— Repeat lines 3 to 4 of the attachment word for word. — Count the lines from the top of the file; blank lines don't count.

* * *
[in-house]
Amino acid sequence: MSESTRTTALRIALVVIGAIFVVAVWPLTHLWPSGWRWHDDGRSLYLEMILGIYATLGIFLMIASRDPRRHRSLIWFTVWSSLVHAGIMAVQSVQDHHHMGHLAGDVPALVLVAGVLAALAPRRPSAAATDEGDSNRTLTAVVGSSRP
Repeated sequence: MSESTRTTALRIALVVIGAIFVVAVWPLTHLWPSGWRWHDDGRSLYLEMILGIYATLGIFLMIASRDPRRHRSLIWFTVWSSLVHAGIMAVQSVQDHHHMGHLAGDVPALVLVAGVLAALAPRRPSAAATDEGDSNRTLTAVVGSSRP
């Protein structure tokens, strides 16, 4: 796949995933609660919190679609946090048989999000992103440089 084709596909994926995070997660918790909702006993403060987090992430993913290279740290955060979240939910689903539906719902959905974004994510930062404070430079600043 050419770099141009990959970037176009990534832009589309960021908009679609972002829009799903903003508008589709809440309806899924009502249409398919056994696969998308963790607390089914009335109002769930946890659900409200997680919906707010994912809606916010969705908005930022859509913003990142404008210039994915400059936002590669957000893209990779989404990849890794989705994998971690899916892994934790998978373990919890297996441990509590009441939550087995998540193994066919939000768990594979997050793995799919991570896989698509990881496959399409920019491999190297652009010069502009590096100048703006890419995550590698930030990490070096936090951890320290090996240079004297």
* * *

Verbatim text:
Repeated sequence: MSESTRTTALRIALVVIGAIFVVAVWPLTHLWPSGWRWHDDGRSLYLEMILGIYATLGIFLMIASRDPRRHRSLIWFTVWSSLVHAGIMAVQSVQDHHHMGHLAGDVPALVLVAGVLAALAPRRPSAAATDEGDSNRTLTAVVGSSRP
């Protein structure tokens, strides 16, 4: 796949995933609660919190679609946090048989999000992103440089 084709596909994926995070997660918790909702006993403060987090992430993913290279740290955060979240939910689903539906719902959905974004994510930062404070430079600043 050419770099141009990959970037176009990534832009589309960021908009679609972002829009799903903003508008589709809440309806899924009502249409398919056994696969998308963790607390089914009335109002769930946890659900409200997680919906707010994912809606916010969705908005930022859509913003990142404008210039994915400059936002590669957000893209990779989404990849890794989705994998971690899916892994934790998978373990919890297996441990509590009441939550087995998540193994066919939000768990594979997050793995799919991570896989698509990881496959399409920019491999190297652009010069502009590096100048703006890419995550590698930030990490070096936090951890320290090996240079004297």